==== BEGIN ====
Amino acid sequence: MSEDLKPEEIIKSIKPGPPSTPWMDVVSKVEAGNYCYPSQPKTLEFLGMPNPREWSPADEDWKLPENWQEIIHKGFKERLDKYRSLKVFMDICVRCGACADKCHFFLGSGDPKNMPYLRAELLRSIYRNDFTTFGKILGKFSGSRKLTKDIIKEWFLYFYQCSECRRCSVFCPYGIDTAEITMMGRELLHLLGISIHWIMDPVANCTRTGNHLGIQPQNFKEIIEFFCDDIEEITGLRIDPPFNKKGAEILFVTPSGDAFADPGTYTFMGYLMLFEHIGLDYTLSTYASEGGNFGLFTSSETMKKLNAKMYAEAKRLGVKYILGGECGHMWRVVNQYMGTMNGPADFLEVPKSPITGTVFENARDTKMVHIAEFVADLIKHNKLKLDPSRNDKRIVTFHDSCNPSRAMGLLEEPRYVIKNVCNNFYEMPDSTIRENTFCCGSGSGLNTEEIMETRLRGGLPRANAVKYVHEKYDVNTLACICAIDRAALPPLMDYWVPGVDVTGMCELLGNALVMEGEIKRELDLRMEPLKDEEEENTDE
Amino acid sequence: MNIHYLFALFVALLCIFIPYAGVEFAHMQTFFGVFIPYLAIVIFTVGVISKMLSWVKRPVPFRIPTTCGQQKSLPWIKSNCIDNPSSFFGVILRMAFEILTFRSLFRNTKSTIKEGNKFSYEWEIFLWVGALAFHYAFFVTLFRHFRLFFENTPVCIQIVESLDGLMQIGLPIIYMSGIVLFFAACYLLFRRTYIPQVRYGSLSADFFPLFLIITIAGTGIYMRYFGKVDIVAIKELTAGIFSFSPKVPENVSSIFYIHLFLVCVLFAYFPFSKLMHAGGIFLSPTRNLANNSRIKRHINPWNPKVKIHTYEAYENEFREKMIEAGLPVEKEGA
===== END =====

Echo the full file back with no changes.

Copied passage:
Amino acid sequence: MSEDLKPEEIIKSIKPGPPSTPWMDVVSKVEAGNYCYPSQPKTLEFLGMPNPREWSPADEDWKLPENWQEIIHKGFKERLDKYRSLKVFMDICVRCGACADKCHFFLGSGDPKNMPYLRAELLRSIYRNDFTTFGKILGKFSGSRKLTKDIIKEWFLYFYQCSECRRCSVFCPYGIDTAEITMMGRELLHLLGISIHWIMDPVANCTRTGNHLGIQPQNFKEIIEFFCDDIEEITGLRIDPPFNKKGAEILFVTPSGDAFADPGTYTFMGYLMLFEHIGLDYTLSTYASEGGNFGLFTSSETMKKLNAKMYAEAKRLGVKYILGGECGHMWRVVNQYMGTMNGPADFLEVPKSPITGTVFENARDTKMVHIAEFVADLIKHNKLKLDPSRNDKRIVTFHDSCNPSRAMGLLEEPRYVIKNVCNNFYEMPDSTIRENTFCCGSGSGLNTEEIMETRLRGGLPRANAVKYVHEKYDVNTLACICAIDRAALPPLMDYWVPGVDVTGMCELLGNALVMEGEIKRELDLRMEPLKDEEEENTDE
Amino acid sequence: MNIHYLFALFVALLCIFIPYAGVEFAHMQTFFGVFIPYLAIVIFTVGVISKMLSWVKRPVPFRIPTTCGQQKSLPWIKSNCIDNPSSFFGVILRMAFEILTFRSLFRNTKSTIKEGNKFSYEWEIFLWVGALAFHYAFFVTLFRHFRLFFENTPVCIQIVESLDGLMQIGLPIIYMSGIVLFFAACYLLFRRTYIPQVRYGSLSADFFPLFLIITIAGTGIYMRYFGKVDIVAIKELTAGIFSFSPKVPENVSSIFYIHLFLVCVLFAYFPFSKLMHAGGIFLSPTRNLANNSRIKRHINPWNPKVKIHTYEAYENEFREKMIEAGLPVEKEGA